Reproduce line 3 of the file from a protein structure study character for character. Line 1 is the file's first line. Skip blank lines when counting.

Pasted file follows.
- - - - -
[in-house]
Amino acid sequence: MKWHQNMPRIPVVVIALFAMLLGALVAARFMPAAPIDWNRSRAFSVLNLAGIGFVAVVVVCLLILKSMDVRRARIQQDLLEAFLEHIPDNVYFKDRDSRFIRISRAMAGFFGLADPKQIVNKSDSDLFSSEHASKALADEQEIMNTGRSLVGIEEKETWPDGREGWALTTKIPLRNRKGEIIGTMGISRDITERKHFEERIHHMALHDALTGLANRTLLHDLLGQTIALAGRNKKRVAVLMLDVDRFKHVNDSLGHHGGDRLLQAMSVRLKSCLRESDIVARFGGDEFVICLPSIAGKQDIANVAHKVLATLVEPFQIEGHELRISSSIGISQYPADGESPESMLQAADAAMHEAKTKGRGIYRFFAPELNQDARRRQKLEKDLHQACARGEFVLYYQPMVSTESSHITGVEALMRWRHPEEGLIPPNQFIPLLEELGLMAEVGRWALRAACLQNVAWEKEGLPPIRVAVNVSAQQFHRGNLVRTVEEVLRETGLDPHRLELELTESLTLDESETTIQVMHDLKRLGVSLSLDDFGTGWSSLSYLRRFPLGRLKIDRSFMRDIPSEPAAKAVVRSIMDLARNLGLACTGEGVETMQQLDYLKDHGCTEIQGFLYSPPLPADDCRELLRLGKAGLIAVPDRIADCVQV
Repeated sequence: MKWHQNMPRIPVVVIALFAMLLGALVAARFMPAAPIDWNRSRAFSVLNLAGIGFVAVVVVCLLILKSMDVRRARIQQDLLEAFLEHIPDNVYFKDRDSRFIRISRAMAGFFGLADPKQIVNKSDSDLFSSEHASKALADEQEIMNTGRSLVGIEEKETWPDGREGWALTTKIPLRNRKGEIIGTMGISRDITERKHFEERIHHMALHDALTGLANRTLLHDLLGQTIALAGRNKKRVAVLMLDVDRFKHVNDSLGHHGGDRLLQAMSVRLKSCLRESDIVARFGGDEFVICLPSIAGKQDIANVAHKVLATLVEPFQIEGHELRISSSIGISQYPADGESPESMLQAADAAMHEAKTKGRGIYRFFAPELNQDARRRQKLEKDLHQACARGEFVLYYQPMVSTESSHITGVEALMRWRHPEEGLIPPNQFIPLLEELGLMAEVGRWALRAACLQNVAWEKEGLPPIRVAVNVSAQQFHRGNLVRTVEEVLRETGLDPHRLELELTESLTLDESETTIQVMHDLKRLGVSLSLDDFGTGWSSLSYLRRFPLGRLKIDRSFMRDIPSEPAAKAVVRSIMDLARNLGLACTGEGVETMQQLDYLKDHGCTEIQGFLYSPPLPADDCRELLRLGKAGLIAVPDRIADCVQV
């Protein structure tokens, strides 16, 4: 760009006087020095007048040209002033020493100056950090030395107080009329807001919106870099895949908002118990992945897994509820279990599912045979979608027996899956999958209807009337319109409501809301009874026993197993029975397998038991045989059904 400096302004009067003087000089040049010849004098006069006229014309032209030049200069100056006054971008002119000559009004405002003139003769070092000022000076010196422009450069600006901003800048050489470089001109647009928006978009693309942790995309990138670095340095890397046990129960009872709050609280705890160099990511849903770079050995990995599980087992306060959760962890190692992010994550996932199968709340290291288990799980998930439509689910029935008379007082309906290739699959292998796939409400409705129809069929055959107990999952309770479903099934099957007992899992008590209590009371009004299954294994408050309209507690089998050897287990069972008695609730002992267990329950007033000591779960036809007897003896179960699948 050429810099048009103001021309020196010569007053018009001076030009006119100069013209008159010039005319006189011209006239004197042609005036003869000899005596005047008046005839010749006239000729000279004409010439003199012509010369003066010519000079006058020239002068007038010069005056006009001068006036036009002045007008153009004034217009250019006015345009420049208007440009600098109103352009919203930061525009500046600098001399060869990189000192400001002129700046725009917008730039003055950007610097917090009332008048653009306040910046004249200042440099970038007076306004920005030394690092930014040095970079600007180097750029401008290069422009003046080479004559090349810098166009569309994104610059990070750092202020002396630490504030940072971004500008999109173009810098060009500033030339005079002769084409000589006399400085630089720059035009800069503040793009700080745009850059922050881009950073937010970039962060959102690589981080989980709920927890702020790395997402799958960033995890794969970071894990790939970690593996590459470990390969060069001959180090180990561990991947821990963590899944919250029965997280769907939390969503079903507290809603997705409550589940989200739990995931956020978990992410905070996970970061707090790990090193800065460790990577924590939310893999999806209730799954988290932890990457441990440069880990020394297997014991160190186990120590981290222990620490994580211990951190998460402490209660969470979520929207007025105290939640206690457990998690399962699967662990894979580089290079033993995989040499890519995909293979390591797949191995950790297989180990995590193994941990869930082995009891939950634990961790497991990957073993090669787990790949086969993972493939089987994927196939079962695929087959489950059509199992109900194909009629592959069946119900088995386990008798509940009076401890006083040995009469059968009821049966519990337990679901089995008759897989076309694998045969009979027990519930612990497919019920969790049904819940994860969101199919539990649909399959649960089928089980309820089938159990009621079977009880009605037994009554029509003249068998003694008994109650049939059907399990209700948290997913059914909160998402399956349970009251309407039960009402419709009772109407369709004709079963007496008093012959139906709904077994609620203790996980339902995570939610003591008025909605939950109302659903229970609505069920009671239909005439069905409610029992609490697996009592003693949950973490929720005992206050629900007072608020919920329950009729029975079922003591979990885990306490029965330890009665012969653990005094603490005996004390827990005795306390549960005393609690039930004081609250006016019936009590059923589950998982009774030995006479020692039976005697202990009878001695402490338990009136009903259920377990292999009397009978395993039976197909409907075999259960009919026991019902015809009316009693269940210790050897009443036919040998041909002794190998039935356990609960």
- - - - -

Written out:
Repeated sequence: MKWHQNMPRIPVVVIALFAMLLGALVAARFMPAAPIDWNRSRAFSVLNLAGIGFVAVVVVCLLILKSMDVRRARIQQDLLEAFLEHIPDNVYFKDRDSRFIRISRAMAGFFGLADPKQIVNKSDSDLFSSEHASKALADEQEIMNTGRSLVGIEEKETWPDGREGWALTTKIPLRNRKGEIIGTMGISRDITERKHFEERIHHMALHDALTGLANRTLLHDLLGQTIALAGRNKKRVAVLMLDVDRFKHVNDSLGHHGGDRLLQAMSVRLKSCLRESDIVARFGGDEFVICLPSIAGKQDIANVAHKVLATLVEPFQIEGHELRISSSIGISQYPADGESPESMLQAADAAMHEAKTKGRGIYRFFAPELNQDARRRQKLEKDLHQACARGEFVLYYQPMVSTESSHITGVEALMRWRHPEEGLIPPNQFIPLLEELGLMAEVGRWALRAACLQNVAWEKEGLPPIRVAVNVSAQQFHRGNLVRTVEEVLRETGLDPHRLELELTESLTLDESETTIQVMHDLKRLGVSLSLDDFGTGWSSLSYLRRFPLGRLKIDRSFMRDIPSEPAAKAVVRSIMDLARNLGLACTGEGVETMQQLDYLKDHGCTEIQGFLYSPPLPADDCRELLRLGKAGLIAVPDRIADCVQV